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- 5/15/2011: Added link to previous blog on Twitter API ME and a How-To (see below)
Smartphones get a lot of attention these days, but feature phones running Java ME outsell smartphones by a 5x-10x margin and have an installed based measured in the billions, not millions.
So, as an application developer or ISV, if you are going for the big markets, Java ME really needs to be part of your platform story. Not only does Java ME provide the big numbers, but Java ME also has all the tools and features to make creating great applications easy – applications that look and feel like smartphone-class applications.
Ok, so, let’s say you want to create one of those cool, new-fangled social networking-/location-based/interactive mash-up applications … Where do you start?
A while ago, I created a presentation and a sample application on just that topic. I presented it first at JavaOne 2010 in San Francisco as session S314178: “Beyond Smartphones: Rich Applications and Services for the Mobile Masses” and you can find the presentation by searching at the JavaOne content catalog.
I’ve been continuously updating it since, and have now released the source code under the BSD license on java.net. The “Meet Me For Dinner” sample application and project shows the core building blocks and development aspects of creating rich and compelling applications and content for Java ME platforms.
The sample app is not perfect (still has a few minor bugs and is lacking some nice-to-have features) but the goal is to show interested developers how to get started and enables them, due to the liberal BSD license, to copy-and-paste code as a starting point for their own projects.
Check out this short video for an introduction. Then go the “Beyond Smartphones” project on java.net for the full sources, instructions on how to build and run the code, and a forum for questions. Also, see my previous post on the Twitter API ME for more information and a “How-To”.
Finally, if you’re planning to attend JavaOne in Hyderabad, India next week (May 10-11), be sure to attend the “Beyond Smartphones” session scheduled for Wednesday, May 11, at 3:45 pm.
Java scored twice at Twitter over the last few weeks. First, Twitter switched the back-end from MySQL to Lucene (a search engine library written in Java), and then the front-end from Ruby-on-Rails to Blender (a Java server).
The improvements in latency (3x drop) and workload capacity (x10 increase) are quite dramatic. Some quotes:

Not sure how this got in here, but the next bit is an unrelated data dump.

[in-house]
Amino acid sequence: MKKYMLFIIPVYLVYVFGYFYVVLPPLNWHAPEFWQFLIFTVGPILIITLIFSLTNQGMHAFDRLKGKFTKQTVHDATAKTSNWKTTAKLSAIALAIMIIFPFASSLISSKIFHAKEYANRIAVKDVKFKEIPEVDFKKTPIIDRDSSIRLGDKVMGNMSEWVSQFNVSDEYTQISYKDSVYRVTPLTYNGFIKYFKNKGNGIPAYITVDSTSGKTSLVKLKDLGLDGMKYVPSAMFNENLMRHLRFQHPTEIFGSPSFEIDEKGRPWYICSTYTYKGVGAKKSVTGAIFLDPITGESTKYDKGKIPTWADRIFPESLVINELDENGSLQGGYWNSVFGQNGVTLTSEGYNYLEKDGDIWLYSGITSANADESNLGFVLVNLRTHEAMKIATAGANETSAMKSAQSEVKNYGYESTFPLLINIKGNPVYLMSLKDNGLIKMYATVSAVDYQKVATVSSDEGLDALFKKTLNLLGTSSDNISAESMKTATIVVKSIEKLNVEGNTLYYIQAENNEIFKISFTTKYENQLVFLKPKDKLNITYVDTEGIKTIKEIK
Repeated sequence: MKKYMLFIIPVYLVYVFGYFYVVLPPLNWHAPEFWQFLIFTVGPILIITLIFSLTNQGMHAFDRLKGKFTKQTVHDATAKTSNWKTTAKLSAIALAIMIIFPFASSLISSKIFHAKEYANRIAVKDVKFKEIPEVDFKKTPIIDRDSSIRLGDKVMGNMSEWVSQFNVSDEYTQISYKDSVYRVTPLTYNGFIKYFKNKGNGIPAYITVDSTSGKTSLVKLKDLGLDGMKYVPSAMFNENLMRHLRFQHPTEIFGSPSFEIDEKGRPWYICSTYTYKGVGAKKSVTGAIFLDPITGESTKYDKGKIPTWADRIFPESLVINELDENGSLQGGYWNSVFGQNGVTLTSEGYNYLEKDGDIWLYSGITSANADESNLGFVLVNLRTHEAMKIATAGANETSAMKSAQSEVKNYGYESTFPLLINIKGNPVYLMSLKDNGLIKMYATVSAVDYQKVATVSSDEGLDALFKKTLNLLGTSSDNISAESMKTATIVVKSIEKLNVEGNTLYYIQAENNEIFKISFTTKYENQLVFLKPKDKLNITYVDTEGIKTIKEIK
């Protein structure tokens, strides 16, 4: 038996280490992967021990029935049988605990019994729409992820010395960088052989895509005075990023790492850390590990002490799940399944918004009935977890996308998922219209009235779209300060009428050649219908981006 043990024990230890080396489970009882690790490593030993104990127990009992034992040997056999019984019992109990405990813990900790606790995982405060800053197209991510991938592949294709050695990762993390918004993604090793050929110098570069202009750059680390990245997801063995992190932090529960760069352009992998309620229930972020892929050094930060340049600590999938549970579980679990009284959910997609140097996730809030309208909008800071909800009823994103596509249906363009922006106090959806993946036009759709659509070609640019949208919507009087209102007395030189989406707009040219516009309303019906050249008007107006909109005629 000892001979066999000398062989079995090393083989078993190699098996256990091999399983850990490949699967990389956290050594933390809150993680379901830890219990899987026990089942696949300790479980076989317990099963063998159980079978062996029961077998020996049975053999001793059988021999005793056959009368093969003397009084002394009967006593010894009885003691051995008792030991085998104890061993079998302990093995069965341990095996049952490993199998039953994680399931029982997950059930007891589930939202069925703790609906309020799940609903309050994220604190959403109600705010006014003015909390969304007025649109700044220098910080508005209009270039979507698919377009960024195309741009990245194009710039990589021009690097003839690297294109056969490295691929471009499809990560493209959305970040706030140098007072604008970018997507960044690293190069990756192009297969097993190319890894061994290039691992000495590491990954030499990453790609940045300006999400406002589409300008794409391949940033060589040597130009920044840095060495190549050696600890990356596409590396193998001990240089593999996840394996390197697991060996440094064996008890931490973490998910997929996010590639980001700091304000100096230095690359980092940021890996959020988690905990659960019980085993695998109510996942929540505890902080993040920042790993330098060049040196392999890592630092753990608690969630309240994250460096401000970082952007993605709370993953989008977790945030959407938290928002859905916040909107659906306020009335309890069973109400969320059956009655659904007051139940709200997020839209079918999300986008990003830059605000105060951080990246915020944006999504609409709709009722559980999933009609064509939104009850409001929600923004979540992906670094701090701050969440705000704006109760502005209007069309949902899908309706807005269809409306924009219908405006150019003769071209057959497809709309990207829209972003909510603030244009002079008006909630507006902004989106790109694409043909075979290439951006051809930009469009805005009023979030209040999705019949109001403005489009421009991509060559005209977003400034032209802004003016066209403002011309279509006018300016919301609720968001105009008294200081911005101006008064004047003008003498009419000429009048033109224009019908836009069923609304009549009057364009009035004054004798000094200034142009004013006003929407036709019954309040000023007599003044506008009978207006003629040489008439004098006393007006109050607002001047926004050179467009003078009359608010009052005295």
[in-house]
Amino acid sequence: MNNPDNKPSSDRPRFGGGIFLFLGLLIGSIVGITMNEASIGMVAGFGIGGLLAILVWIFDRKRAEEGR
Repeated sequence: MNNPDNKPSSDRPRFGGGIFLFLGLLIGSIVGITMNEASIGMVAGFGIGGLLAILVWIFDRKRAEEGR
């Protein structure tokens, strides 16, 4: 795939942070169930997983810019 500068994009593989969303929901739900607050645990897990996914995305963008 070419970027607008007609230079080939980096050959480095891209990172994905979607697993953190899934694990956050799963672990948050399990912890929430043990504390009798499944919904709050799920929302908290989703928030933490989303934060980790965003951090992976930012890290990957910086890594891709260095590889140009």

- “Last week, we launched a replacement for our Ruby-on-Rails front-end: a Java server we call Blender. We are pleased to announce that this change has produced a 3x drop in search latencies and will enable us to rapidly iterate on search features in the coming months.”
- “…our 95th percentile latencies were reduced by 3x from 800ms to 250ms and CPU load on our front-end servers was cut in half. We now have the capacity to serve 10x the number of requests per machine. This means we can support the same number of requests with fewer servers, reducing our front-end service costs by an order-of-magnitude”
- “In the next phase of our deploy, we will eliminate Ruby on Rails entirely, connecting users directly to Blender and potentially reducing latencies even further.”
Technical details on the Twitter engineering blog.
Seems like every decent mobile app these days needs to integrate with Twitter somehow. And until last week that was pretty easy to do for your mobile Java application – using the Mobile Ajax libraries and Twitter client sample code.
However, as of August 1st Twitter switched from Basic Authentication to OAuth – and that makes logging into Twitter a whole lot more tricky. Now, you need to deal with certificates, SSL, handshakes, signing, token requests, authorizations, and other messiness Well, really, OAuth makes a whole lot of sense, and that is why pretty much every web service out there is moving to OAuth. So once you know how to deal with OAuth you’ll be covered for all of them.
Luckily, Ernandes Mourao Junior rose to the task and has built a Java library called Twitter API ME which makes interfacing with Twitter extremely easy. It supports OAuth (more specifically, xAuth) and runs on Java ME and Android. The code is open source under GPLv2 and the binary library is licensed under LGPLv3.
I just built a little test app that logs into Twitter and posts a tweet – all with six lines of code! Awesome. I’ve posted a brief How-To on the Twitter API ME forum.
Thanks Ernandes for a great project!